Abortion Battle Might Dominate 2014 Ohio Election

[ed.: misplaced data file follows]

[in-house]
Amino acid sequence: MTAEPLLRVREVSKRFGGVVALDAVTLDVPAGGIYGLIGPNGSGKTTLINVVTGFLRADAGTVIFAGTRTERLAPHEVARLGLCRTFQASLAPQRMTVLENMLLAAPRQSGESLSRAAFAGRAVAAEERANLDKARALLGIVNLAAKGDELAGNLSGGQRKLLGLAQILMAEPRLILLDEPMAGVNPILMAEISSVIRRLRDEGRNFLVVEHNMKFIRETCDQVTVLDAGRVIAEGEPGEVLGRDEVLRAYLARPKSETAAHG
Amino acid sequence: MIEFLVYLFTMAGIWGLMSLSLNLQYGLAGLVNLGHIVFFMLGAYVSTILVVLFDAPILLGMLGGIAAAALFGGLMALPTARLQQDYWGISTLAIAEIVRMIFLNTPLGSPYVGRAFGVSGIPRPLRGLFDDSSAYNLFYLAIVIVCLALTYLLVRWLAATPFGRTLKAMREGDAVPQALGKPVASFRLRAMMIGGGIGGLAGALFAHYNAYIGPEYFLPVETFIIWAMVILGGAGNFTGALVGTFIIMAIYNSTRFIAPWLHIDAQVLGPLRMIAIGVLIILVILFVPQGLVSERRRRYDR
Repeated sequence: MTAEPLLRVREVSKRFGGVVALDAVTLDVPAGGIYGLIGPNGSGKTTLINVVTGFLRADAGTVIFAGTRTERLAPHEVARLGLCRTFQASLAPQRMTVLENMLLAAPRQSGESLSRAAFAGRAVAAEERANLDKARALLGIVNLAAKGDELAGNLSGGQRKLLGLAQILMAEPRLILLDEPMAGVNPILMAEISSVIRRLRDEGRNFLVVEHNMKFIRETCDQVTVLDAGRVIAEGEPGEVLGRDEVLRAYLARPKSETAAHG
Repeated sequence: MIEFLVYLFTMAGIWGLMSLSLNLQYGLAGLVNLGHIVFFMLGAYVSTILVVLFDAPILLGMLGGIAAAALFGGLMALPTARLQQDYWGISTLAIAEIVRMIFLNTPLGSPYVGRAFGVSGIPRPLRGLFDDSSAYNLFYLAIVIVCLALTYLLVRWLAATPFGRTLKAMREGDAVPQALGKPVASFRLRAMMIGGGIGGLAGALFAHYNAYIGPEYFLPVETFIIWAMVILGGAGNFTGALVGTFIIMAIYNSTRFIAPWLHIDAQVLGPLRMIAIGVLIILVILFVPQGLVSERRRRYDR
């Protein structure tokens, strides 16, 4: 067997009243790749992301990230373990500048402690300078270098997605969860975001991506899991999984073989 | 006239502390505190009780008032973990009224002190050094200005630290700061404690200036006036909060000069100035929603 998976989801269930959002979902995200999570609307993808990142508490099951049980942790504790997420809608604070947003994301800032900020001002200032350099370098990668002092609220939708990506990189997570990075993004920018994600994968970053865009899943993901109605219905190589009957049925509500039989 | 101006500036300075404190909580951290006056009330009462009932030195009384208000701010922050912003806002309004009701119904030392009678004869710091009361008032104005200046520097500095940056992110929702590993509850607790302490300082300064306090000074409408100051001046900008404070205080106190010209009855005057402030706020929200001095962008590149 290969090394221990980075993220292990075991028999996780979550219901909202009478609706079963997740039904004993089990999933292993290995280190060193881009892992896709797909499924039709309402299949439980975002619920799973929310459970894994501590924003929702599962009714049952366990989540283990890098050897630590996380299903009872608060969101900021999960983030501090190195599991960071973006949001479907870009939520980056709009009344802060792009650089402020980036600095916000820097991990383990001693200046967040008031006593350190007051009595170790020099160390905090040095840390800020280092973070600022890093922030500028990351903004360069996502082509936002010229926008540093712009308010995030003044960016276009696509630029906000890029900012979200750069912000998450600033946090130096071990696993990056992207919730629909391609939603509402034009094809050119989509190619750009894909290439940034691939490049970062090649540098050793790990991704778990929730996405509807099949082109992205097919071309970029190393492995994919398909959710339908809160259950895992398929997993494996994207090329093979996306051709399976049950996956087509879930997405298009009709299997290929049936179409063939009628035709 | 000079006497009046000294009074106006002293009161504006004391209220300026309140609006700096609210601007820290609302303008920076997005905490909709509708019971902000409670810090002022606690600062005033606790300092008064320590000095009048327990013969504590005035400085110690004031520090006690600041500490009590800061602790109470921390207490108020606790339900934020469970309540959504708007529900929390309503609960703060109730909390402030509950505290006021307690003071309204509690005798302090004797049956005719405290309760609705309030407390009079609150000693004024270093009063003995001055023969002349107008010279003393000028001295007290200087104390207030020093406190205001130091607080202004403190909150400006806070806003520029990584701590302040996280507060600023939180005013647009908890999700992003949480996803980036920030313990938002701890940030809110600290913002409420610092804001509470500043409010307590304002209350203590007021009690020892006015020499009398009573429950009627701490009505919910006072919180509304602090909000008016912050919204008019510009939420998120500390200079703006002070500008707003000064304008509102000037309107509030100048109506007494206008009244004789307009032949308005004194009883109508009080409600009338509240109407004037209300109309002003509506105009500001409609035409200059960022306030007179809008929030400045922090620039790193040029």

It has been 41 years since abortion became legal in the United States. Yet the controversy over it continues as states adopt measures to restrict it, including Ohio, where several controversial abortion bills were passed and signed into law last year. Now, it appears abortion might be on the front burner in this yearâs election. Itâs probably not a surprise who Stephanie Kight, the leader of Planned Parenthood Advocates of Ohio, supports in this Novemberâs election. "Planned Parenthood Advocates of Ohio is proud to endorse Ed FitzGerald as Governor of the State of Ohio," says Kight. And itâs not just FitzGerald who received the organizationâs endorsement. Every Democratic candidate for statewide offices also has the endorsement of the organization. In accepting the endorsement, each candidate said theyâd make womenâs rights a key part of their campaign. FitzGerald believes Governor Kasich didnât talk about it in his last campaign but should have given his support for so many abortion restrictions that have been signed into law. "What we have gotten is a series of extreme proposals that have virtually nothing to do with economic development whether itâs cuts to education or cuts to local government services that affect police and firefighters. Or politicizing health care in particular the decisions women face in their greatest hours of need. That isnât what he campaigned on but that is what his agenda has been since heâs been in office," says Fitzgerald. FitzGerald says heâs hearing a lot of discontent about the new Republican passed abortion laws when he travels the state. He says those new laws unfairly restrict abortions, took family planning money away from Planned Parenthood and made it harder for abortion clinics to operate. The President of Ohio Right to Lifem Mike Gonidakis is glad FitzGerald and other Democrats are putting the issue front and center. "By their willingness to put this issue fore front, we thank them because all of the polling demonstrates that we win with common sense approaches," says Gonidakis. Mike Gonidakis says his groupâs political action committee hasnât endorsed candidates yet. But he admits when that committee meets, it will probably endorse mostly Republicans. "We vet them and then we pick the ones that believe in the mission of our organization so therefore we will be endorsing, if the pac so chooses, to be a Republican slate," says Gonidakis. Gonidakis says Democrats who agree with the groupâs mission could get the groupâs endorsement but most of the Democratic candidates tend to support abortion rights. When you look at statewide polling on issues, job creation and education are the ones that continually land at the top of the list. But both sides in the abortion debate say itâs time to make their positions known to voters. If Republicans win another term in office, it would give them the opportunity to pass more abortion restrictions if they want. And Democrats say voters need to be asking questions about those plans now, not later.